LAHAD DATU: There was Christmas joy in the jungle yesterday as a healthy young female Sumatran Rhinoceros (Dicerorhinus sumatrensis harrissoni) was safely translocated within the Tabin Wildlife Reserve (TWR).
The Sabah Wildlife Department (SWD), Borneo Rhino Alliance (BORA) and the SWD’s special Wildlife Rescue Unit (WRU) captured the rhino, named Puntung, in a joint operation.
“This is a fantastic gift for our uphill battle in ensuring the survival of this truly unique species and wonderful timing with Christmas, a time to give thanks for our blessings,” said an elated Dr Laurentius Ambu, the director of SWD.
Capturing and translocating Puntung was done after months of observation and careful logistical planning to ensure her safety by the dedicated field staff of SWD, BORA and WRU.
“We have monitored her since 2007, and there is no sign that any other rhino has entered into her range in the past five years. This is a stark indication that so few rhinos remain that they are simply not meeting for reproduction,” elaborated Datuk Dr Junaidi Payne, executive director of BORA.
Puntung had been specifically targeted since early 2010 as the mate for a middle-aged, lone male rhino named Tam, who was rescued from an oil palm plantation in August 2008 and cared for since then in the Borneo Rhino Sanctuary (BRS).
“We know all too well that Sumatran rhinoceros is on the brink of extinction with only definite signs of breeding in the wild over the past decade in Sabah and on the Indonesian island of Sumatra. However, this rate is still far too low to ensure its survival which is why we have initiated this captive breeding programme,” said Payne.
A key component of the State Action Plan to ensure the continued existence of the Sumatran rhino in Sabah includes captive breeding of the rhinos within a large enclosed area covering 20 hectares of natural forest located within TWR. This area is now known as the Borneo Rhino Sanctuary (BRS) and is managed by the State Government.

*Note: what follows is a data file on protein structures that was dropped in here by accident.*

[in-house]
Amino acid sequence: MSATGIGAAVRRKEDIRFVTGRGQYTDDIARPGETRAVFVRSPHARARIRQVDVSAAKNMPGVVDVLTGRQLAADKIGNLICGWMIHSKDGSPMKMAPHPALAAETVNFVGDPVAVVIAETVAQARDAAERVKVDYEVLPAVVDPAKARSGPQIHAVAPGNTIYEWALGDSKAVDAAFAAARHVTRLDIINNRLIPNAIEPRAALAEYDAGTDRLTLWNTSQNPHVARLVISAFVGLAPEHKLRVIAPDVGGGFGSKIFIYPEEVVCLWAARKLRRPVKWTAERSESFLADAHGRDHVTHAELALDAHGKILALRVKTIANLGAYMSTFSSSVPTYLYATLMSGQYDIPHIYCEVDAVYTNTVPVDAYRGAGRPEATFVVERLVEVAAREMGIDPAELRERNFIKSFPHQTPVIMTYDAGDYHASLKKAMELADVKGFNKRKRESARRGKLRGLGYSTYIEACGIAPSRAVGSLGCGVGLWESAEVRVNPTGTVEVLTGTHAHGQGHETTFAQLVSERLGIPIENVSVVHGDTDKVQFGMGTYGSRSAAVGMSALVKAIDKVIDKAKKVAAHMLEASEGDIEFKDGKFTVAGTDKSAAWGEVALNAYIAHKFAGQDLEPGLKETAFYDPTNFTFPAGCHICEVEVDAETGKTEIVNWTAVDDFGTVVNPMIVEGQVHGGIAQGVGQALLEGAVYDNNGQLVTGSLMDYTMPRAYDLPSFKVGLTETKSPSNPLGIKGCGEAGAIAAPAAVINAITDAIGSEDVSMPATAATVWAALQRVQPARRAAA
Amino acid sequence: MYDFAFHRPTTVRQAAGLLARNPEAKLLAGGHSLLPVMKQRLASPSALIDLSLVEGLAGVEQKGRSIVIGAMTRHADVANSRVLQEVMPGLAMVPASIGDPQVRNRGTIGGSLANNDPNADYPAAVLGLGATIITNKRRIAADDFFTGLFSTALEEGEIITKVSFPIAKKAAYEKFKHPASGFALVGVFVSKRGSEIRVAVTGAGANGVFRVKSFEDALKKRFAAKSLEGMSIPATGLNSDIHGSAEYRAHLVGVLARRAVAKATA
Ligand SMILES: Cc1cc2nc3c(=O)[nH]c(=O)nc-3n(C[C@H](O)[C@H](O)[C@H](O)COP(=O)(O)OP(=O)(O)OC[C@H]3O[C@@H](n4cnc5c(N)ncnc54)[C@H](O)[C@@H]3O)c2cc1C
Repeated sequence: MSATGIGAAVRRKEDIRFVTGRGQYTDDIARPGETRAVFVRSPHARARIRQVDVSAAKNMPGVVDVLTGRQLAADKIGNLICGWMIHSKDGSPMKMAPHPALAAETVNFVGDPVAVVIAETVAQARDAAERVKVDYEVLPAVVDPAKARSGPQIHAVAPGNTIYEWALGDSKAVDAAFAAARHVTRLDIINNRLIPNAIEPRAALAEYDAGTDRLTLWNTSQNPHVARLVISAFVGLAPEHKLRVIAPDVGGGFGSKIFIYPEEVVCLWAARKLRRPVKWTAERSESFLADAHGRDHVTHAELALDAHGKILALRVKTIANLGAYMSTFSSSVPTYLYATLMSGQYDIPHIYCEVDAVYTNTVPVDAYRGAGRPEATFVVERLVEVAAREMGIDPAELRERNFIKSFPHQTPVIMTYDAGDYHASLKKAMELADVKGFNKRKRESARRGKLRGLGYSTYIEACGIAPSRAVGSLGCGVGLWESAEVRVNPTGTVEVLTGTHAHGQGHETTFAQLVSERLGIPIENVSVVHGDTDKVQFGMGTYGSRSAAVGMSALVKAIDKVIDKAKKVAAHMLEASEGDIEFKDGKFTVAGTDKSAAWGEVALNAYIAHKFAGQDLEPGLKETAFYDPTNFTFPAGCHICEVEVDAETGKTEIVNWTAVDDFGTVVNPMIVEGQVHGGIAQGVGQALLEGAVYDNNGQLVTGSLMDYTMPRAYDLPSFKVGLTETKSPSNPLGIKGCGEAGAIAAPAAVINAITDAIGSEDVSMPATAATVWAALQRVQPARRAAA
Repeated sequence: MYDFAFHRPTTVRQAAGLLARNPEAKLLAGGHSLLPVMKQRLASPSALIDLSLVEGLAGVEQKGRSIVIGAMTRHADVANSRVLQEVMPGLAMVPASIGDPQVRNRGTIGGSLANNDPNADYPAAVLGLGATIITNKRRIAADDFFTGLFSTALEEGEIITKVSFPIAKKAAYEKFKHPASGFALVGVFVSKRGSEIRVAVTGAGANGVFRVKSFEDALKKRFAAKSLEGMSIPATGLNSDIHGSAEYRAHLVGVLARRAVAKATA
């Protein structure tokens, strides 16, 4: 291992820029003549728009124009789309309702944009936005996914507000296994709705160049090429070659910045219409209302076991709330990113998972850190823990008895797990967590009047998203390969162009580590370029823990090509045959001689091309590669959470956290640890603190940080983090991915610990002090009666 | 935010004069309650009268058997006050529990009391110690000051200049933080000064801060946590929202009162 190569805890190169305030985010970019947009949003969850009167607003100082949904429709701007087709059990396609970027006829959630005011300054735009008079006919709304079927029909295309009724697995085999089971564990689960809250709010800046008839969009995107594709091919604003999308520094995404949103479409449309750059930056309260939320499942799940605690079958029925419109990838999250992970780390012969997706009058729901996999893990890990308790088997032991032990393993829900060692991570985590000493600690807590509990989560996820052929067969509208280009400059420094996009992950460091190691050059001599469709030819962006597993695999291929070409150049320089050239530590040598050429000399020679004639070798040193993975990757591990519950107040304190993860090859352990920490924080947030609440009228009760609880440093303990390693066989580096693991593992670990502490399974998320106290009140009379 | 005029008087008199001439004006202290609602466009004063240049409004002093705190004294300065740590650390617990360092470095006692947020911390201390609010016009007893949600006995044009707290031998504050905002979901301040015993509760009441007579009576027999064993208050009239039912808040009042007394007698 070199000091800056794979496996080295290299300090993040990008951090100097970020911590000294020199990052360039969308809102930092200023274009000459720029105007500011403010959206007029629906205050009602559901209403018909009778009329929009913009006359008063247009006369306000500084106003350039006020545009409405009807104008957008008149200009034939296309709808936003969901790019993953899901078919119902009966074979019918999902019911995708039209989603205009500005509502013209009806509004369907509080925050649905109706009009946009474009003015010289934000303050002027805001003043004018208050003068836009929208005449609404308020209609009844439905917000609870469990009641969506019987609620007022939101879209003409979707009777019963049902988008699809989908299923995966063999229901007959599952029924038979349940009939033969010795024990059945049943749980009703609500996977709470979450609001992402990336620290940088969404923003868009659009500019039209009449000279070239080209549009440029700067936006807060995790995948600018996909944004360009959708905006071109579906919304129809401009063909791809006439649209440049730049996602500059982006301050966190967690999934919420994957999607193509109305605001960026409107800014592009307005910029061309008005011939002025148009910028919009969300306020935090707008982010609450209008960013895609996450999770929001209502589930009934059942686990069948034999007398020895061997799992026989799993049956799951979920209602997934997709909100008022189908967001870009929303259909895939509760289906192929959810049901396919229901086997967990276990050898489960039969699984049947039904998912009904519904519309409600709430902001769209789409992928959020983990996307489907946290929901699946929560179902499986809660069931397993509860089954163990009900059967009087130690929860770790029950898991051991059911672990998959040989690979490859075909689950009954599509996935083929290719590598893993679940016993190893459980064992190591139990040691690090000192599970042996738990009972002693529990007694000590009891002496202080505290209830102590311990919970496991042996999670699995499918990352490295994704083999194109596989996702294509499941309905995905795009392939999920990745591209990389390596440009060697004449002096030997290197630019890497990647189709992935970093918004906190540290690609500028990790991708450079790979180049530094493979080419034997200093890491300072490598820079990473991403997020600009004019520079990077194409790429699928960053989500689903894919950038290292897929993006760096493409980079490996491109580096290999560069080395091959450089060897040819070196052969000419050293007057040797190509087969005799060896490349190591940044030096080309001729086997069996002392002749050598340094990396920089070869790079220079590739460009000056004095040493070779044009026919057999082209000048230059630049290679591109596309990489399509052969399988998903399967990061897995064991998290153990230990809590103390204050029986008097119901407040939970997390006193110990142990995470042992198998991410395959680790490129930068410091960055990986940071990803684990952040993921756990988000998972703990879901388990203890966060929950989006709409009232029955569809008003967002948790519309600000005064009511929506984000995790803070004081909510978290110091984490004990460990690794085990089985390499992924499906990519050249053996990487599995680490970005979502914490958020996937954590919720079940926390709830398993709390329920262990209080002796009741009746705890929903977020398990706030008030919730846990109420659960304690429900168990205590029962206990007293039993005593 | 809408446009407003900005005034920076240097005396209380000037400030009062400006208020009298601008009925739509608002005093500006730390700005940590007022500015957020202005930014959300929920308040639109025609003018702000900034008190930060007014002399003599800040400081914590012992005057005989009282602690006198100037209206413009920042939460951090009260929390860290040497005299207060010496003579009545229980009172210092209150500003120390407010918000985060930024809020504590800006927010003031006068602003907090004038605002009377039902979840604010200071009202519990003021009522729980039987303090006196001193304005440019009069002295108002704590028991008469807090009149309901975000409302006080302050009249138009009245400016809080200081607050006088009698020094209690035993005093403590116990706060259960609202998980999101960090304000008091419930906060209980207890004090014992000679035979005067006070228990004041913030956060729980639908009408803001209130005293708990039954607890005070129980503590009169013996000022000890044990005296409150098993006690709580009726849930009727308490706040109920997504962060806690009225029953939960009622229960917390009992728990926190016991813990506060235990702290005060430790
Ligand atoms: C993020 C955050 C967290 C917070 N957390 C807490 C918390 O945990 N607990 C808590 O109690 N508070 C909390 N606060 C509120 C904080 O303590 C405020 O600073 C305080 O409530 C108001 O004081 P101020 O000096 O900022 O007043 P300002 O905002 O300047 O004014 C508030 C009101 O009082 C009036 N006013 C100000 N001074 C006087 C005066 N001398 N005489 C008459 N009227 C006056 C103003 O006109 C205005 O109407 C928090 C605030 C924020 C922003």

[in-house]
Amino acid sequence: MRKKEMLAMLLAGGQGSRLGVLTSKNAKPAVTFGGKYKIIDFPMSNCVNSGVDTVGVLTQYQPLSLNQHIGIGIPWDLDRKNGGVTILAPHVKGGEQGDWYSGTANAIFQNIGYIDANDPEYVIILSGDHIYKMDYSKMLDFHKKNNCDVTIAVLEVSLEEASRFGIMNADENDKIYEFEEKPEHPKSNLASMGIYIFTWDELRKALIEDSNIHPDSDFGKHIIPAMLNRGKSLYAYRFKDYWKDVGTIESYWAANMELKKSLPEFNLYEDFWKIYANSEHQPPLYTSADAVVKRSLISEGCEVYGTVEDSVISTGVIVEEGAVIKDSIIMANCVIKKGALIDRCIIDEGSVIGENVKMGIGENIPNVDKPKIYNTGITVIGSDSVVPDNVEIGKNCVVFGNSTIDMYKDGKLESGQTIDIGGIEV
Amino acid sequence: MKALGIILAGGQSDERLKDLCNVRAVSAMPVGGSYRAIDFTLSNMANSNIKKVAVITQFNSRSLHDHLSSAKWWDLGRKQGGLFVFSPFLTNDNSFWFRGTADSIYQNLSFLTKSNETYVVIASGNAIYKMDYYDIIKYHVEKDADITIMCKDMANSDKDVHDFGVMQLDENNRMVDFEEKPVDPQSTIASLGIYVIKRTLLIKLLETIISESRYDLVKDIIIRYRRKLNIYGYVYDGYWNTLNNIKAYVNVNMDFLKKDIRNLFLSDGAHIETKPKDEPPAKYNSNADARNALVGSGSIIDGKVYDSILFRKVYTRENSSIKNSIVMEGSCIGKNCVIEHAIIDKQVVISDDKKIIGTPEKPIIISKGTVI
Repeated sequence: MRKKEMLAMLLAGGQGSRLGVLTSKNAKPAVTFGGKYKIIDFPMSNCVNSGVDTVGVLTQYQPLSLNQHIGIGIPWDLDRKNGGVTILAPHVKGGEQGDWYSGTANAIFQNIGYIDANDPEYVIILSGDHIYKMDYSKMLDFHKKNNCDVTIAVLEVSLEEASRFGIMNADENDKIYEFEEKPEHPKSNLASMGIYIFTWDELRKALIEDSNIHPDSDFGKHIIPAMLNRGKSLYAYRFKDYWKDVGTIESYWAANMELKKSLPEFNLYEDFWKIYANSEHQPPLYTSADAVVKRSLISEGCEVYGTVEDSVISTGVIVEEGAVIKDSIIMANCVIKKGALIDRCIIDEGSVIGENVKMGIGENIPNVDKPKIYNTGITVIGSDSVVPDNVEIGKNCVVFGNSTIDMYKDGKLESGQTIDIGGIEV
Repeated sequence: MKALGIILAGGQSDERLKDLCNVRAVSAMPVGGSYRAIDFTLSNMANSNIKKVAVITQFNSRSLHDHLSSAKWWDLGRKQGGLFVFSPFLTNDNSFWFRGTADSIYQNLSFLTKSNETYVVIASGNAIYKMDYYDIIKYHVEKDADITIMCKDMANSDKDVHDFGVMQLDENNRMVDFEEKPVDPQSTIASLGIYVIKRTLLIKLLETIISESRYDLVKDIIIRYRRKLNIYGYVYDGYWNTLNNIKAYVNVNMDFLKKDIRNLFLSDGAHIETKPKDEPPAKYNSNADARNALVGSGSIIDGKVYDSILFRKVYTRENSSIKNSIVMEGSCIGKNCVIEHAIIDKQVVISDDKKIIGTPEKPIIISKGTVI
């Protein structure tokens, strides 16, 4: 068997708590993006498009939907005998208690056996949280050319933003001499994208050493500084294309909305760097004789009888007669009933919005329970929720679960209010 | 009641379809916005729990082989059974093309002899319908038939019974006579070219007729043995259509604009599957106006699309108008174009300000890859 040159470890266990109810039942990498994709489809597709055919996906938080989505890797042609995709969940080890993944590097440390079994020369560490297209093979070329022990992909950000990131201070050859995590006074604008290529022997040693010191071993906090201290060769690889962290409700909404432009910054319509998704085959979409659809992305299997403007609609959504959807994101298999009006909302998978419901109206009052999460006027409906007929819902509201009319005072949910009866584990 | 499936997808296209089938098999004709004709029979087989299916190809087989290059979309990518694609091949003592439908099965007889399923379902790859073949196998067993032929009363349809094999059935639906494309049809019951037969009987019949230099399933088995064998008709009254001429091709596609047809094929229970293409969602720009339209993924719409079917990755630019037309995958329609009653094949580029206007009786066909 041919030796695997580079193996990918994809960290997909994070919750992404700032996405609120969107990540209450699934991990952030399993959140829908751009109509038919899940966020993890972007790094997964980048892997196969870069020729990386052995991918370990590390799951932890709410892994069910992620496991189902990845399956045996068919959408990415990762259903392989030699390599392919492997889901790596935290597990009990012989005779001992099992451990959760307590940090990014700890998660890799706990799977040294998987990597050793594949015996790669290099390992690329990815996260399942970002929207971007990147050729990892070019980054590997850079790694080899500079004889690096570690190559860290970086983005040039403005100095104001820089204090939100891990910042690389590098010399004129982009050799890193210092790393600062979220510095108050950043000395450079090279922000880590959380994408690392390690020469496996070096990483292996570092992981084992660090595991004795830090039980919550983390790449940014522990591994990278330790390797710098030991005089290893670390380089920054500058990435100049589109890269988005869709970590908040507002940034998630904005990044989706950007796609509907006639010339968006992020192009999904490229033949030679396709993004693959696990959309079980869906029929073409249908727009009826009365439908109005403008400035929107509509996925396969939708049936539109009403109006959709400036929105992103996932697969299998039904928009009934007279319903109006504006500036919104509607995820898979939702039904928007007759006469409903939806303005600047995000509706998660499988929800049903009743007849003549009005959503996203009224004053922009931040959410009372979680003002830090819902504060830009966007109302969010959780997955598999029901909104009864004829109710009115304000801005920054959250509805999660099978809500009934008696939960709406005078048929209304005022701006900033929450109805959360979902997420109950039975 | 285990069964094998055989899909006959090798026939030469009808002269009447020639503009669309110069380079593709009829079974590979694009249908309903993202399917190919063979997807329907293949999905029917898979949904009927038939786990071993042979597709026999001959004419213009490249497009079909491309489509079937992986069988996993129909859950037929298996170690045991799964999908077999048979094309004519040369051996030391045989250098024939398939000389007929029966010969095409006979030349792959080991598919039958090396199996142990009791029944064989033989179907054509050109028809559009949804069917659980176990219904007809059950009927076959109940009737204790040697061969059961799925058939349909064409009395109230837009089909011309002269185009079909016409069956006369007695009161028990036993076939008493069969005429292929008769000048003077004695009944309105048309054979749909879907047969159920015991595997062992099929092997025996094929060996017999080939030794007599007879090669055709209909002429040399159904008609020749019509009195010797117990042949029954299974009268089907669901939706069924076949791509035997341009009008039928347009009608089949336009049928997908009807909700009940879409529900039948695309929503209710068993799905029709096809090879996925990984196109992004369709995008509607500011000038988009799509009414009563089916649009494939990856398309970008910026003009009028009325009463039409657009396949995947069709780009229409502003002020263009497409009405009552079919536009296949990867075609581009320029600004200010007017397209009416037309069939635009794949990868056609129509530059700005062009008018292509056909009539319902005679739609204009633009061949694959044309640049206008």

The BRS Programme is also in touch with a similar programme underway in Sumatra, Indonesia. While all possible efforts are being made to ensure that natural breeding is prioritised, advanced reproductive technologies, some yet to be developed, will be needed to boost the number of Sumatran rhinos being born as well.
“This is now the very last chance to save this species, one of the most ancient forms of mammal. We need collaboration and support in our efforts to prevent the extinction of this unique species that was once found in abundance,” said Ambu.
Ambu also commended the Sime Darby Foundation and the WWF for providing funding support and the Institute for Zoo and Wildlife Research (Berlin) for technical assistance on rhino reproduction.
He also praised the commitment of all three teams as they are expected to be working throughout the holidays to ensure that Puntung’s safety and well-being as she adjusts to her new surroundings.
“The Wildlife Rescue Unit Rangers are also here in Tabin working tirelessly with BORA and SWD rangers in making sure that Puntung is well taken care of and remains in good health,” said Ambu.
He also thanked the Malaysian Oil Palm Council and the Shangri-La Rasa Ria for funding and supporting SWD’s WRU which acts as the rapid action force his department.
“The success of this undertaking today was a small part of the bigger group of government, non-government and institutes working together to ensure the survival of the Sumatran rhino. This cannot be done alone by one agency and we are thankful to have such support,” said Ambu.
Since 1996, the Sumatran rhino has been listed as being critically endangered, which is one step away from extinction in the International Union for Conservation of Nature (IUCN)’s Red List.